One of five seats on the Lincoln Airport Authority was also on the ballot. Incumbent Nick Cusick (nonpartisan) received 66.1% of the vote to challenger Aurang Zeb’s (D) 33.1% of the vote.
Lincoln is the second-largest city in Nebraska and the 71st-largest city in the U.S. by population.

No incumbents defeated in Fort Wayne primary, incumbent mayor advances with 86% of the vote

Fort Wayne, Indiana, held partisan primaries for mayor, city clerk, and all nine city council seats on May 7, 2019. Nine incumbents filed for re-election and all advanced to the general election on November 5, 2019.
Current Mayor Tom Henry (D) defeated two challengers in the Democratic primary, Gina Burgess and Tommy Schrader, receiving 86.2% of the vote. Henry will face Tim Smith (R) in the general election. Smith received 56.4% of the vote in the Republican primary. He faced candidates John Crawford and David Roach.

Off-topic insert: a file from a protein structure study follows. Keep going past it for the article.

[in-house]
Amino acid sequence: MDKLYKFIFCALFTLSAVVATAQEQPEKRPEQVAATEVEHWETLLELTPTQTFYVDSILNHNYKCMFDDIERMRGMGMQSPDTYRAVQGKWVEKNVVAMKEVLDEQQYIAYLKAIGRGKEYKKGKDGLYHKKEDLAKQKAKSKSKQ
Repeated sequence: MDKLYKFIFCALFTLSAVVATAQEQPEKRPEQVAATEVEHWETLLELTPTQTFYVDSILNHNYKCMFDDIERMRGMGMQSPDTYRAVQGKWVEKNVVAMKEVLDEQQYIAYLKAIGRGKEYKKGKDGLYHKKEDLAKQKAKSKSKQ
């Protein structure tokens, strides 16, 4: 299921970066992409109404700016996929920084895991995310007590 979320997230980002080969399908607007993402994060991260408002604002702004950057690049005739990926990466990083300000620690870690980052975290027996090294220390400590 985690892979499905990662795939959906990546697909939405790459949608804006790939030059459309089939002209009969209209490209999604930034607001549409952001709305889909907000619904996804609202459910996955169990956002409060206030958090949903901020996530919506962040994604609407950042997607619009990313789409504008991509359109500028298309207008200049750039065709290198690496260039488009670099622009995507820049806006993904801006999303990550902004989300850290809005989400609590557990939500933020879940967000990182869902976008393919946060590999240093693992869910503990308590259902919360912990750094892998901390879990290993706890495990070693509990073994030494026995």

The Fort Wayne City Clerk Democratic and Republican primary elections both featured unopposed candidates. Incumbent Lana Keesling is facing Katie Zuber in the general election.
A total of 25 candidates filed for the nine city council seats. Seven incumbents are seeking another term on the board; one at-large incumbent and the District 6 incumbent did not file for re-election. District 1 incumbent Paul Ensley (R) and District 2 incumbent Russ Jehl (R) did not face challengers in the primary and are unopposed in the general election. District 5 incumbent Geoff Paddock (D) was also unopposed in the primary but faces Taylor Vanover (R) in the general. District 6 candidate Sharon Tucker (D) is the last unopposed candidate in the general election. She defeated two other candidates in the Democratic primary. The remaining six races are all contested.